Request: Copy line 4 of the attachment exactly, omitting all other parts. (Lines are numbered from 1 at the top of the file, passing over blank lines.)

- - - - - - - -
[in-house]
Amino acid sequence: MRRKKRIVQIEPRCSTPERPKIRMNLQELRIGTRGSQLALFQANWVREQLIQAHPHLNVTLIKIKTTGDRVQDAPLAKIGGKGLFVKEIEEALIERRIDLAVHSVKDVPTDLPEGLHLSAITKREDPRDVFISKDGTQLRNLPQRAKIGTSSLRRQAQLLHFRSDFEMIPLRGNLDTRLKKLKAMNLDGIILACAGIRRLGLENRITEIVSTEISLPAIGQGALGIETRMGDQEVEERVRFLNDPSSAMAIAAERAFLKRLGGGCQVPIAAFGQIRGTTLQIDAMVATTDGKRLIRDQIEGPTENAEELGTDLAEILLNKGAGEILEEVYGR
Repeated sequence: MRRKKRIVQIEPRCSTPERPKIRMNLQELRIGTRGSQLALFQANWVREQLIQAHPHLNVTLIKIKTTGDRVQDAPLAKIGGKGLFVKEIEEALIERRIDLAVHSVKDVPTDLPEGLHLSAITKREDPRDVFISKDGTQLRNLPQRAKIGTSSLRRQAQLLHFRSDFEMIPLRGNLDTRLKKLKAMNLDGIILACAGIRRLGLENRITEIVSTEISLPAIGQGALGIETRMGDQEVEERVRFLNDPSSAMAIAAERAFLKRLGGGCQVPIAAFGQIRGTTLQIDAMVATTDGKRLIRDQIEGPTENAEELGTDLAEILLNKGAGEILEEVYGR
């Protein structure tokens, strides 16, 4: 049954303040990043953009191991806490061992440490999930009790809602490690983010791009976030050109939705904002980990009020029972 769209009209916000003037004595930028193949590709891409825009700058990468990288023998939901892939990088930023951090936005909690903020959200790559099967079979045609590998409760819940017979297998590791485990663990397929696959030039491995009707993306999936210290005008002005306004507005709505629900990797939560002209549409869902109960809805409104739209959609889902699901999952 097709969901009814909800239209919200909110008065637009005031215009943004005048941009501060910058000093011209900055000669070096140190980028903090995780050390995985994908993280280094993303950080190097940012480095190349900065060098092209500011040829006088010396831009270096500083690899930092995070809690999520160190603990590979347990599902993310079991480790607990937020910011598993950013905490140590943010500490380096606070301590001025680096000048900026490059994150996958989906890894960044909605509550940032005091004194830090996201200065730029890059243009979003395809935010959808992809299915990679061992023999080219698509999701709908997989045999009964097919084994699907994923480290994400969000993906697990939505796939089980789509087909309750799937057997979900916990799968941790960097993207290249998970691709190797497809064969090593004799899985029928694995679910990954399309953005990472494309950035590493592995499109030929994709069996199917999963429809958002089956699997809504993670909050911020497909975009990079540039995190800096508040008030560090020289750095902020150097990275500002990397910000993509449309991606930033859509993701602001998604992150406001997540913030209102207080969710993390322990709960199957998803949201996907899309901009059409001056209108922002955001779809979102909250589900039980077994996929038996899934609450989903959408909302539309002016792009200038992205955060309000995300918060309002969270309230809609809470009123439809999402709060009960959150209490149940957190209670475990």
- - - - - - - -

């Protein structure tokens, strides 16, 4: 049954303040990043953009191991806490061992440490999930009790809602490690983010791009976030050109939705904002980990009020029972 769209009209916000003037004595930028193949590709891409825009700058990468990288023998939901892939990088930023951090936005909690903020959200790559099967079979045609590998409760819940017979297998590791485990663990397929696959030039491995009707993306999936210290005008002005306004507005709505629900990797939560002209549409869902109960809805409104739209959609889902699901999952 097709969901009814909800239209919200909110008065637009005031215009943004005048941009501060910058000093011209900055000669070096140190980028903090995780050390995985994908993280280094993303950080190097940012480095190349900065060098092209500011040829006088010396831009270096500083690899930092995070809690999520160190603990590979347990599902993310079991480790607990937020910011598993950013905490140590943010500490380096606070301590001025680096000048900026490059994150996958989906890894960044909605509550940032005091004194830090996201200065730029890059243009979003395809935010959808992809299915990679061992023999080219698509999701709908997989045999009964097919084994699907994923480290994400969000993906697990939505796939089980789509087909309750799937057997979900916990799968941790960097993207290249998970691709190797497809064969090593004799899985029928694995679910990954399309953005990472494309950035590493592995499109030929994709069996199917999963429809958002089956699997809504993670909050911020497909975009990079540039995190800096508040008030560090020289750095902020150097990275500002990397910000993509449309991606930033859509993701602001998604992150406001997540913030209102207080969710993390322990709960199957998803949201996907899309901009059409001056209108922002955001779809979102909250589900039980077994996929038996899934609450989903959408909302539309002016792009200038992205955060309000995300918060309002969270309230809609809470009123439809999402709060009960959150209490149940957190209670475990």